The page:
But I found out on Monday that my first task at work will be doing every problem in the textbook, making sure the teacher guide answers are correct (and correctly worked when the method is given), and doing various kinds of evaluation of the exercises and writing new exercises as needed. So while it's true that I am unlikely to be generally exhausted from my job, it remains unclear to me how much interest I am going to have in coming home and doing even more math problems.

Of course, I find it amusing that I recently determined that so many GRE math problems look like algebra problems but can be solved (esp. since they are multiple choice) without using algebra (according to the prep book "trick" methods), given that the book I am working on this summer is about teaching kids how to do algebra without telling them that it is algebra. There's some nice kind of symmetry about this whole thing.

Sunday, June 8, 2008

GRE Psychology Practice Test

Two of the schools on my (still tentative) list require the GRE Psychology subject test. I have been considering eliminating these two programs so I don't have to prep for this test. I mean, I am 12 - 15 years removed from my psychology coursework in college, so there is a lot of stuff I have forgotten.

But before I gave up hope, I decided to download the practice test from the GRE website and do it cold today after lunch. 215 problems in 170 minutes, following the classic paper-based multiple choice format. You get one point for every correct answer and lose 1/4 points for every incorrect answer. Any question you leave blank does not affect your score either way. I chose to guess on any question where I could narrow the answers down to 3 possibilities.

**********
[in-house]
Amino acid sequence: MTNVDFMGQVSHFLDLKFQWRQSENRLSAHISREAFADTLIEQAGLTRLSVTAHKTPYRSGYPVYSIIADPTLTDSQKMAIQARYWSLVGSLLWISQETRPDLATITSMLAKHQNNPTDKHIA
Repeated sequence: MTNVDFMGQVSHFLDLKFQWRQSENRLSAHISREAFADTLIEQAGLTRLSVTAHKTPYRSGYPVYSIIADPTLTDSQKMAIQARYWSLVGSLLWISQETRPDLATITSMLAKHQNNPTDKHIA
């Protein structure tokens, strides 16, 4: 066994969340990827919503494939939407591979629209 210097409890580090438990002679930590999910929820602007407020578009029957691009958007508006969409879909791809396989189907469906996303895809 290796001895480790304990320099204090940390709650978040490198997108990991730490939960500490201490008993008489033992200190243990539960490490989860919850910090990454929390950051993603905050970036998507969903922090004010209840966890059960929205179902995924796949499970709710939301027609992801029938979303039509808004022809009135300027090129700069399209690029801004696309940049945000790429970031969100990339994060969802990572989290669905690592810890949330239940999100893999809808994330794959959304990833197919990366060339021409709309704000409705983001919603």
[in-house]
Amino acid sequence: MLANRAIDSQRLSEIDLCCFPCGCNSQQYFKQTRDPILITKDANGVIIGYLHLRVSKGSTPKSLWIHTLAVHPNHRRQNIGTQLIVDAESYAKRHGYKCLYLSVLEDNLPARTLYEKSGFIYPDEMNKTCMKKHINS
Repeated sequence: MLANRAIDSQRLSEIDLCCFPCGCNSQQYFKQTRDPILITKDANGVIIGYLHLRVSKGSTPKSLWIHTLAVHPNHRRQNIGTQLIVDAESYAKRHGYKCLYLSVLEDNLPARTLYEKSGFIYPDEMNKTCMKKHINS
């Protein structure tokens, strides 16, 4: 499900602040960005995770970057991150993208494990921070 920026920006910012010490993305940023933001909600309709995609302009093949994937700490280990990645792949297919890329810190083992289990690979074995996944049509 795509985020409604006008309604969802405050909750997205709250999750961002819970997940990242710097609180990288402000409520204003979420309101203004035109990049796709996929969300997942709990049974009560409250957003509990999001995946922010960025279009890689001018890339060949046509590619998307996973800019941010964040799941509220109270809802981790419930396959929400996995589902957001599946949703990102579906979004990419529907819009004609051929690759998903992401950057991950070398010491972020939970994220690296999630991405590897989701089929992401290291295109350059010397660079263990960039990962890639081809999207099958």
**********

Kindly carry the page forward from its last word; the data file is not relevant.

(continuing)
While taking the test, I realized that I know basically nothing about biological/neurological psychology, though. I have never taken a course in it and have not picked up any of this knowledge anywhere else.

I got a 660, which is the 81st percentile. That's not fabulous or anything, but perfectly okay for my purposes (and impressive to me, given how long I've had to forget this). If I could just take the 660 and have it put on my permanent record, I'd be fine with that. Of course, now I have to decide whether it's worth putting a little bit of review time in and taking the damn thing, or skipping it entirely. (I don't feel comfortable going into the real test cold because no doubt I overperformed in my testing conditions due to being unstressed and comfortable and all that.) But at least I don't feel now that I would have to put a huge amount of effort into doing adequately on the test.